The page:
Friday, November 11, 2011

Friday Nasihah - Social Jihad

Living The Quran
Social Jihad
Al Hujurat (The Chambers) - Chapter 49: Verse 15
"The believers are those who believe in God and His Messenger, then have not doubted, and have struggled with their possessions and their selves in the way of God; those - they are the truthful ones."
One may read this verse in the strict sense and maintain that it only addresses the question of armed struggle, and that this armed struggle imposes itself whenever there exists aggression. However, it would be reductionist to draw just that instruction. In a broader sense, a sense which is confirmed by the entire Quranic message and that of the traditions of the Prophet, peace be upon him, "fighting in the path of God" (jihad) means mobilising all our human forces, directing all our efforts and giving of our properties and our own persons in order to overcome all adversities whether they be injustices, poverty, illiteracy, delinquency or exclusion.
The Quran offers such latitude in the interpretation of the word jihad, which is of a learned and scientific nature, one which relies on dialogue, discussion and debate. On another level, it is the Prophet who presents an extensive interpretation of the word when he asserts, for example, that "Pilgrimage is a jihad". One realises that the troubles, efforts and suffering endured by the faithful during a few days in Makka, in order to give strength to their faith and answer the call of the Creator, are a jihad in the path of God.
We will not deny that there are struggles wherein circumstances lead us to direct confrontation, in order to oppose a purge here, a military occupation there, or other type of aggression such as the one we have witnessed in Bosnia and Chechnya. However, it cannot simply be a question of focusing our attention on these events alone and forgetting the broader type of fight which occurs daily and is, therefore, so much more urgent. Nowadays, our enemies, in the path of God, are hunger, unemployment, exploitation, delinquency and drug addiction. They require intense efforts, a continuous fight and a complete jihad which needs each and everyone's participation.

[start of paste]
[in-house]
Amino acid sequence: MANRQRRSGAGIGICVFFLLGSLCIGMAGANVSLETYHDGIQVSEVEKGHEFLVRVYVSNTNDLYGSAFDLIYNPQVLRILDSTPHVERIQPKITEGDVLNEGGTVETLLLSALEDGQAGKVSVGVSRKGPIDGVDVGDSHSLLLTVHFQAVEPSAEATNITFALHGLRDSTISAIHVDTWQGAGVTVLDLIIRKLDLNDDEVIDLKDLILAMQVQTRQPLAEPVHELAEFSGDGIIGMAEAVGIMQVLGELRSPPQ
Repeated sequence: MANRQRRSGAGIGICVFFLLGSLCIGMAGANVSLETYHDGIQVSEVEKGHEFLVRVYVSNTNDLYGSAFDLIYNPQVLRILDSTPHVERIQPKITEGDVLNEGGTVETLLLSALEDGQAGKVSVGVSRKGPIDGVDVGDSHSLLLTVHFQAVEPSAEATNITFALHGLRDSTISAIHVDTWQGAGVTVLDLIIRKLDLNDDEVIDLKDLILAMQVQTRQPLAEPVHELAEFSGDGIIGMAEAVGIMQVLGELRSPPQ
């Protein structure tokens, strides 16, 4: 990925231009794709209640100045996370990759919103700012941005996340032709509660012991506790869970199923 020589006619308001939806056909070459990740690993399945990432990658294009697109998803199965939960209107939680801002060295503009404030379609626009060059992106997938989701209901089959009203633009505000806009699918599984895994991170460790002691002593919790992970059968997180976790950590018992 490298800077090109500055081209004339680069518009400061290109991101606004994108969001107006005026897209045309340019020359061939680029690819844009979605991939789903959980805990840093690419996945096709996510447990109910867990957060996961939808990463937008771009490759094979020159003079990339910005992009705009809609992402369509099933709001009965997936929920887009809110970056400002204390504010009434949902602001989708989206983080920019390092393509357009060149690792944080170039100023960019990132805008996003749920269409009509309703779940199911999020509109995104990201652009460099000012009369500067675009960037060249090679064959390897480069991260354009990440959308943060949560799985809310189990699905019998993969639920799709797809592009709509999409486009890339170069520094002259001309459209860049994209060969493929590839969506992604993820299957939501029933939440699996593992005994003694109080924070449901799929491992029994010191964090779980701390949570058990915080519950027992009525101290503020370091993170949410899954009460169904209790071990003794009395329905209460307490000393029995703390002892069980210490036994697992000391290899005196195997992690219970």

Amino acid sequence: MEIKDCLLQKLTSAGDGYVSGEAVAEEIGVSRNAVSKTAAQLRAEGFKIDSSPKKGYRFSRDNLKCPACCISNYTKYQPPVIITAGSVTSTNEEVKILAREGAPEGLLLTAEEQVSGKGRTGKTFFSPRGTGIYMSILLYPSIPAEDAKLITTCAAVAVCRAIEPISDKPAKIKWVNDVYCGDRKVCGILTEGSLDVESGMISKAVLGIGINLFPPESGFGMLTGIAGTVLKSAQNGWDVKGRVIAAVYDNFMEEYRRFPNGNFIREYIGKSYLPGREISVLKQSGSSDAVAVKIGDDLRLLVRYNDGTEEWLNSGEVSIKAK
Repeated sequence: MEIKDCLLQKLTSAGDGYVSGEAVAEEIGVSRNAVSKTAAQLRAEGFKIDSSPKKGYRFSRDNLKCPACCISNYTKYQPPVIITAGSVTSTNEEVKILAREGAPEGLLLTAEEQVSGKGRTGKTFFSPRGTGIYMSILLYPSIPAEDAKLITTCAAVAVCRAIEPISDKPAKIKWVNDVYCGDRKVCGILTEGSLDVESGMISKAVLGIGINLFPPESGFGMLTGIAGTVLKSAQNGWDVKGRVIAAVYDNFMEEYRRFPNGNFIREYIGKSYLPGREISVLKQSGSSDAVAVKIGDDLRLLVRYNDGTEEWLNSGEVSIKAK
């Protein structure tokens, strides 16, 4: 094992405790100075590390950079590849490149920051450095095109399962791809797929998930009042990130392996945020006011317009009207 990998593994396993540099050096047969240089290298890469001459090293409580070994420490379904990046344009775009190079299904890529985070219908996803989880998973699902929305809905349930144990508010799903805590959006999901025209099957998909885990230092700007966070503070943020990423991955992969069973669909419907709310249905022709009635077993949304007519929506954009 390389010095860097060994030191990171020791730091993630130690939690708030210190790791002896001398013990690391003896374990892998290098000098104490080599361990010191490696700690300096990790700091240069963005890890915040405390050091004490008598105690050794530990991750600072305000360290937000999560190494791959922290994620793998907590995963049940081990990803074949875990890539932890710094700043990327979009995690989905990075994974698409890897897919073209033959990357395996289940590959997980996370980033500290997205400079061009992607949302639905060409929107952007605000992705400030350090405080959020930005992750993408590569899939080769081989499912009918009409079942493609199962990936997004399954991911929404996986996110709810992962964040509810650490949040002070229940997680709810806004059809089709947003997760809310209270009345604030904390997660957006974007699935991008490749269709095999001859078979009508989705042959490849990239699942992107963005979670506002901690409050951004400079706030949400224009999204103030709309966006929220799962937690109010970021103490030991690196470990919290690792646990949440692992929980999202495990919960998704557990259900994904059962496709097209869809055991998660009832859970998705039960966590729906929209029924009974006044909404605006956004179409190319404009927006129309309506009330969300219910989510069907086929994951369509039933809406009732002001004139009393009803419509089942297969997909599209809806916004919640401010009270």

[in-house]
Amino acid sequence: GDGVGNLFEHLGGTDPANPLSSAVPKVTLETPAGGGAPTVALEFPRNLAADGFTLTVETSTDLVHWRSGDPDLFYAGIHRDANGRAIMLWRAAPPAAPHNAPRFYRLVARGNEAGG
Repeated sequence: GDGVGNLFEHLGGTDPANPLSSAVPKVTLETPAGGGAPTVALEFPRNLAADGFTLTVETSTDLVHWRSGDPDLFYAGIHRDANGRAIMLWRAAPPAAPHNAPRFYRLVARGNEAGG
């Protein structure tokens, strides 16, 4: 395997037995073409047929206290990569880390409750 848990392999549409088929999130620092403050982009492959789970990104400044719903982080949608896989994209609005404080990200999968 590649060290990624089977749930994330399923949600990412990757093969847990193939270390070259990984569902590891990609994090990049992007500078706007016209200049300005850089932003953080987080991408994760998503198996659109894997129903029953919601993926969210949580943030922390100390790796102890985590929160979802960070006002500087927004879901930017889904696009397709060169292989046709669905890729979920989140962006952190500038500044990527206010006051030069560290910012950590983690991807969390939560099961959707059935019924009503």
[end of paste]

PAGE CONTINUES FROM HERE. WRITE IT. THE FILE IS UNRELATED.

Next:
How many are those Muslims who want to fight beyond their own doorsteps, who want to offer, in the most sincere fashion their own persons for the cause of Islam. But, filled with this intention, they forget and remain blind to the fight that must be carried out here in their own locality, to the cause that ought to be defended in their own neighbourhoods, cities and in every country. To those who sought to assist Palestine in its fight against Zionist colonisation in the 1940s, and who perceived this expedition as representing the fulfilment of their ideal, Hassan al-Banna said: "Dying in the way of God is difficult, but living in the way of God is still more difficult." This jihad is a jihad for life, in order that every human being is given the rights which are his. The entire message of Islam carries this requirement as well as its necessary achievement.
Compiled From:
"Islam, The West and the Challenges of Modernity" - Tariq Ramadan, pp. 66-69

Understanding the Prophet's Life
Greetings

When the Prophet, peace be upon him, delivered his first sermon after arriving in Madinah, he instructed the Muslims as follows: "Introduce among yourselves the practice of Salam." On its importance the following hadith sheds more light: "You cannot enter Paradise unless you are believers. And this status you cannot achieve unless you have mutual love. Should I not identify for you something which would infuse mutual love among you? This is to spread greetings amongst you." (Mishkat)